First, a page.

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CAPTCHA Variants: KittenAuth

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Over the coming weeks, I'll highlight a few of the best (and weirdest) CAPTCHA systems available on the web. CAPTCHAs are those "type this word" or "answer this question" tests you see on many web forms -- they're there in an attempt to prove that the entity filling out the form is not a spambot.

The term CAPTCHA is an acronym for "Completely Automated Public Turing test to tell Computers and Humans Apart." (The subject of Turing tests deserves its own blog entry, but let's just summarize here by saying that such tests are designed to test human-style intelligence.) While most CAPTCHA systems are designed using scrambled text -- something that's easy for humans to decipher but hard for computers -- there are some interesting variants in the wild. Let's start with my favorite weird CAPTCHA system: KittenAuth.

Developed by programmer Oli Warner, the KittenAuth system presents a series of pictures of cute animals, and asks the user to click on all the kittens. Well, that's the simplest form -- the current version may ask you to pick out a different animal, so you may have to click on all the pandas or lambs -- this adds some fun to the game, and presumably prevents spammers from investing all their effort on kitten-detection software. Here's a screenshot of an example from Warner's contact form (it's not clickable):

I like KittenAuth because it's cute and actually kind of fun. I wouldn't want to use the system constantly (for example, every time I added a Facebook friend), but for occasional use it's a great idea -- and surprisingly hard for a spambot to crack. It's difficult for a computer because image recognition is both difficult and computationally expensive.

In future weeks I'll go in-depth on the ReCAPTCHA system used on this very blog, and other interesting variants. But in the meantime, we've noticed a lot of commenters finding bizarre and interesting things in the ReCAPTCHA boxes. For example, today adrienne wrote: "I love ReCaptcha: 'Philbin girl' this time." We even held a CAPTCHA Contest in April in which commenters made poetry out of the CAPTCHA text. But I thought I'd ask: what's the craziest CAPTCHA text you've seen? I just tried two at random, and got 'integrated ex' and 'tingle tempers.' This is art, people.

Google Street View Now Lets You Explore the International Space Station

Google Street View covers some amazing locations (Antarctica, the Grand Canyon, and Stonehenge, to name a few), but it’s taken until now for the tool to venture into the final frontier. As TechCrunch reports, you can now use Street View to explore the inside of the International Space Station.

The scenes, photographed by astronauts living on the ISS, include all 15 modules of the massive satellite. Viewers will be treated to true 360-degree views of the rooms and equipment onboard. Through the windows, you can see Earth from an astronaut's perspective and a SpaceX Dragon craft delivering supplies to the crew.

Because the imagery was captured in zero gravity, it’s easy to lose sense of your bearings. Get a taste of what ISS residents experience on a daily basis here.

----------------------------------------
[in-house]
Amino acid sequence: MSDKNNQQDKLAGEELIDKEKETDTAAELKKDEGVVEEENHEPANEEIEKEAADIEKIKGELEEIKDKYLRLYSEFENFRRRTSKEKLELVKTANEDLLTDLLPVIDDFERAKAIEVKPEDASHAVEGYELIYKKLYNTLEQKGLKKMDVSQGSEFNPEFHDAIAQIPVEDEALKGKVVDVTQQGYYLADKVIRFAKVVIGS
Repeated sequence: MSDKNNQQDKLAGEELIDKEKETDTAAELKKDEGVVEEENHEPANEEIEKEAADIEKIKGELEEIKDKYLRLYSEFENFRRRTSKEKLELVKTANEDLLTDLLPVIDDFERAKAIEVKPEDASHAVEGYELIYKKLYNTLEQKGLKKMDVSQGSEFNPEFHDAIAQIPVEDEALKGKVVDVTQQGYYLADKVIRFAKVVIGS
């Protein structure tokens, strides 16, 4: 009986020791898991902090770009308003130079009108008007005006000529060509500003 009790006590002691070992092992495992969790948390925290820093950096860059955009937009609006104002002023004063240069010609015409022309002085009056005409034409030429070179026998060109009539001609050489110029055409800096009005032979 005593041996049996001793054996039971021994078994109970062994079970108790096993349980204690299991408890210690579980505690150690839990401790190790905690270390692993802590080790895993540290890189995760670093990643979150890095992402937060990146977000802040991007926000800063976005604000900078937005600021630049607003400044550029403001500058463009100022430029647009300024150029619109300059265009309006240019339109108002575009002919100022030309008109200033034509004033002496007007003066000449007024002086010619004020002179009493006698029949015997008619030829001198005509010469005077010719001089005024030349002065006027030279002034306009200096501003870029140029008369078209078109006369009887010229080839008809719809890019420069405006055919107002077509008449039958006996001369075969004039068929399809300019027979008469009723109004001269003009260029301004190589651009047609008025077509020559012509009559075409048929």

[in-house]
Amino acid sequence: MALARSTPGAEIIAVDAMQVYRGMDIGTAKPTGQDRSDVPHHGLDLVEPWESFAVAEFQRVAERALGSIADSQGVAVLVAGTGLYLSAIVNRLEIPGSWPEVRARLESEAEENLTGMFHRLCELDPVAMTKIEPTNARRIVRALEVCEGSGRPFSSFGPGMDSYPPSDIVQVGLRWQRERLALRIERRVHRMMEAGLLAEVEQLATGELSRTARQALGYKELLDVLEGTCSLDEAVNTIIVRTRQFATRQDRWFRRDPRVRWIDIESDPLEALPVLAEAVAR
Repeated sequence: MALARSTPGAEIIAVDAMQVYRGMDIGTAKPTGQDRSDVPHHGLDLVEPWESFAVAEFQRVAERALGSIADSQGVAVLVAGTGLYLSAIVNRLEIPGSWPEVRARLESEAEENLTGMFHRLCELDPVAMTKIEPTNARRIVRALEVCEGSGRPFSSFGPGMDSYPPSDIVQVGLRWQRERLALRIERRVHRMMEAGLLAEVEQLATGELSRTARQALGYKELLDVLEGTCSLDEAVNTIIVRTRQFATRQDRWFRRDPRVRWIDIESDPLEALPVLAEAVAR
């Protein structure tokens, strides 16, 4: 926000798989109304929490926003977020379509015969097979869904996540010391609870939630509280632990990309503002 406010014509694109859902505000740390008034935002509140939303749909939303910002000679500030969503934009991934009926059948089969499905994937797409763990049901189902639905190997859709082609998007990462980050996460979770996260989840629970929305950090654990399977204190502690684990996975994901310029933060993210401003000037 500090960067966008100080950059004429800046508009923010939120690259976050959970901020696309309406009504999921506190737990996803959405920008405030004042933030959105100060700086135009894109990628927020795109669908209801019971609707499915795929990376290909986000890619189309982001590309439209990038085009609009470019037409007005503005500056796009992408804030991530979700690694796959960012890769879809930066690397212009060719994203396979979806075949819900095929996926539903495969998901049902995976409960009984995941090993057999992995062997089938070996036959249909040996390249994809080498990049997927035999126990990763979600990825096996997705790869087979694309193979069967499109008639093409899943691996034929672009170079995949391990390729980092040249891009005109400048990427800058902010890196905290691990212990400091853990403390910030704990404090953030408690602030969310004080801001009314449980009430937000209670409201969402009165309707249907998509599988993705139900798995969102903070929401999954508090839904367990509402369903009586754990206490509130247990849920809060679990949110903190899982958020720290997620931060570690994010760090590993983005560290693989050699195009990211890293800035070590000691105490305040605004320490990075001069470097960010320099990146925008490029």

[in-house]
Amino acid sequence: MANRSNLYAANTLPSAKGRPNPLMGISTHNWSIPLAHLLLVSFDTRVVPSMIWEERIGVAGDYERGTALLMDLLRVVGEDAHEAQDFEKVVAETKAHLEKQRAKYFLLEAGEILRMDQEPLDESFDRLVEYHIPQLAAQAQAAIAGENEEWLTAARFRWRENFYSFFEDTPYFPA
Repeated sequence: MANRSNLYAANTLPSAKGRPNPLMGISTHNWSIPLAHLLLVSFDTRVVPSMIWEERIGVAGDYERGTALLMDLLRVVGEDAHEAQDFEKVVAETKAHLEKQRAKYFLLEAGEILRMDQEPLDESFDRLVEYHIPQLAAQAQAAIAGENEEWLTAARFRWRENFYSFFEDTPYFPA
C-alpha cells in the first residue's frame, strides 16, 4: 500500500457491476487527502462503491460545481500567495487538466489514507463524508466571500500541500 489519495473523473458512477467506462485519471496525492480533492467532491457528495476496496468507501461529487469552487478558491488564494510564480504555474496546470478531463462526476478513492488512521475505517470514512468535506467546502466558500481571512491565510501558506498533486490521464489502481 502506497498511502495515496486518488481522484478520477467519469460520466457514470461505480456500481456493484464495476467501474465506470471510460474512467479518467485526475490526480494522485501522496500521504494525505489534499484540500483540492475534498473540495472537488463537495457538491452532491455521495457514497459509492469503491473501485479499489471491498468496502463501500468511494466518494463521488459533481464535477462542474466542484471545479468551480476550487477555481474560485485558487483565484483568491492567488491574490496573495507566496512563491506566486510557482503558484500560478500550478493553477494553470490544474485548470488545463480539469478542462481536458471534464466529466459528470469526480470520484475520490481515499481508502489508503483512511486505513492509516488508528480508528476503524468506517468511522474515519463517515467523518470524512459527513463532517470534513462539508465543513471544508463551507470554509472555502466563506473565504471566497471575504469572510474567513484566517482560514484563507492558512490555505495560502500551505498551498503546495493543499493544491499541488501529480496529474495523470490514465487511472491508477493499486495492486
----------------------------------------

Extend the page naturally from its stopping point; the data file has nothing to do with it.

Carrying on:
[h/t TechCrunch]

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Bite Helper
New Gadget Claims to De-Itch Your Mosquito Bites
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Bite Helper

Summer can be an itchy time for anyone who wants to enjoy the outdoors. Mosquitos are everywhere, and some people are particularly susceptible to their bites and the itching that comes with them. A new product aims to stop the suffering. Bite Helper, reviewed by Mashable, is designed to stop your bites from itching.

Place the pen-like device over your swollen bite and it will begin to emit heat and vibrations designed to quell the itch. It’s meant to increase blood flow around the area to alleviate your pain, heating your skin up to 120°F for up to 45 seconds. It’s the size of a thin tube of sunscreen and is battery powered.

Most dermatologists advise applying cold to alleviate itching from insect bites, so the question is: Will heating up your skin really work? Bite Helper hasn’t been clinically tested, so it’s hard to say for certain how effective it would be. There has been some research to suggest that heat can help increase blood flow in general, but decrease histamine-induced blood flow in the skin (part of the body’s normal response to allergens) and reduce itching overall. In a German study of wasp, mosquito, and bee stings, concentrated heat led to a significant improvement in symptoms, though the researchers focused mostly on pain reduction rather than itching.

Bite Helper’s technique "seems like a legitimate claim" when it comes to localized itching, Tasuku Akiyama, who studies the mechanisms of itching at the University of Miami, tells Mental Floss. "The increase in the blood flow may increase the rate of elimination of itch mediator from the area." However, before that happens, the heat might also make the itch a little worse in the short-term, he cautions. This seems to be borne out by user experience: While Mashable's reviewer found that using the device didn’t hurt at all, his daughter found it too hot to bear for more than a few seconds.

If the device does in fact relieve itching, though, a few seconds of pain may be worth it.

Bite Helper is $25 on Amazon.

[h/t Mashable]


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